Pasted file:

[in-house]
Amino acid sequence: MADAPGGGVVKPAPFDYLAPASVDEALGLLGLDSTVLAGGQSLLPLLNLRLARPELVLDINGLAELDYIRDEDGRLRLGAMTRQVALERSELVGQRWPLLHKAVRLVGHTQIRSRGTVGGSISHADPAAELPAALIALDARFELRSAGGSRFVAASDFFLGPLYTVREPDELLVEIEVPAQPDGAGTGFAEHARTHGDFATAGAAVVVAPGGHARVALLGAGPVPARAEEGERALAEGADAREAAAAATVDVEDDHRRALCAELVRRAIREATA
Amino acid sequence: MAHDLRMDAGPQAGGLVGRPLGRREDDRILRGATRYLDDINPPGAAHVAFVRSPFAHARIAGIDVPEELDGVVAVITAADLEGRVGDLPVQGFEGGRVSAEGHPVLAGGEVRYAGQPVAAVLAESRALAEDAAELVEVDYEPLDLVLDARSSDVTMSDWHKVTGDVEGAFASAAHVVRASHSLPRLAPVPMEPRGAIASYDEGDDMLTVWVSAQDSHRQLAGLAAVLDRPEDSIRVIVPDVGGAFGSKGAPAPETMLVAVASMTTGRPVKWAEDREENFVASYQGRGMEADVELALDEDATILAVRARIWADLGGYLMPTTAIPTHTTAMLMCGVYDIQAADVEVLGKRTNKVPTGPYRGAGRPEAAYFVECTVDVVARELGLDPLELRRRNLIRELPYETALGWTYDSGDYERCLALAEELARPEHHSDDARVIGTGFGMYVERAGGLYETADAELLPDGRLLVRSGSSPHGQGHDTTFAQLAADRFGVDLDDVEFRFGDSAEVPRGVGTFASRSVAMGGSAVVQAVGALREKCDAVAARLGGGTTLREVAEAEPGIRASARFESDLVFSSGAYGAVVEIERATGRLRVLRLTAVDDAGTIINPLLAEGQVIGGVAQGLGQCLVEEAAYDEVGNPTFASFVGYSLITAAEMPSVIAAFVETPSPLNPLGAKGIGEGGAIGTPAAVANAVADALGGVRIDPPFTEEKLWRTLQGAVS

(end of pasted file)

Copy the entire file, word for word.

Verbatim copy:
[in-house]
Amino acid sequence: MADAPGGGVVKPAPFDYLAPASVDEALGLLGLDSTVLAGGQSLLPLLNLRLARPELVLDINGLAELDYIRDEDGRLRLGAMTRQVALERSELVGQRWPLLHKAVRLVGHTQIRSRGTVGGSISHADPAAELPAALIALDARFELRSAGGSRFVAASDFFLGPLYTVREPDELLVEIEVPAQPDGAGTGFAEHARTHGDFATAGAAVVVAPGGHARVALLGAGPVPARAEEGERALAEGADAREAAAAATVDVEDDHRRALCAELVRRAIREATA
Amino acid sequence: MAHDLRMDAGPQAGGLVGRPLGRREDDRILRGATRYLDDINPPGAAHVAFVRSPFAHARIAGIDVPEELDGVVAVITAADLEGRVGDLPVQGFEGGRVSAEGHPVLAGGEVRYAGQPVAAVLAESRALAEDAAELVEVDYEPLDLVLDARSSDVTMSDWHKVTGDVEGAFASAAHVVRASHSLPRLAPVPMEPRGAIASYDEGDDMLTVWVSAQDSHRQLAGLAAVLDRPEDSIRVIVPDVGGAFGSKGAPAPETMLVAVASMTTGRPVKWAEDREENFVASYQGRGMEADVELALDEDATILAVRARIWADLGGYLMPTTAIPTHTTAMLMCGVYDIQAADVEVLGKRTNKVPTGPYRGAGRPEAAYFVECTVDVVARELGLDPLELRRRNLIRELPYETALGWTYDSGDYERCLALAEELARPEHHSDDARVIGTGFGMYVERAGGLYETADAELLPDGRLLVRSGSSPHGQGHDTTFAQLAADRFGVDLDDVEFRFGDSAEVPRGVGTFASRSVAMGGSAVVQAVGALREKCDAVAARLGGGTTLREVAEAEPGIRASARFESDLVFSSGAYGAVVEIERATGRLRVLRLTAVDDAGTIINPLLAEGQVIGGVAQGLGQCLVEEAAYDEVGNPTFASFVGYSLITAAEMPSVIAAFVETPSPLNPLGAKGIGEGGAIGTPAAVANAVADALGGVRIDPPFTEEKLWRTLQGAVS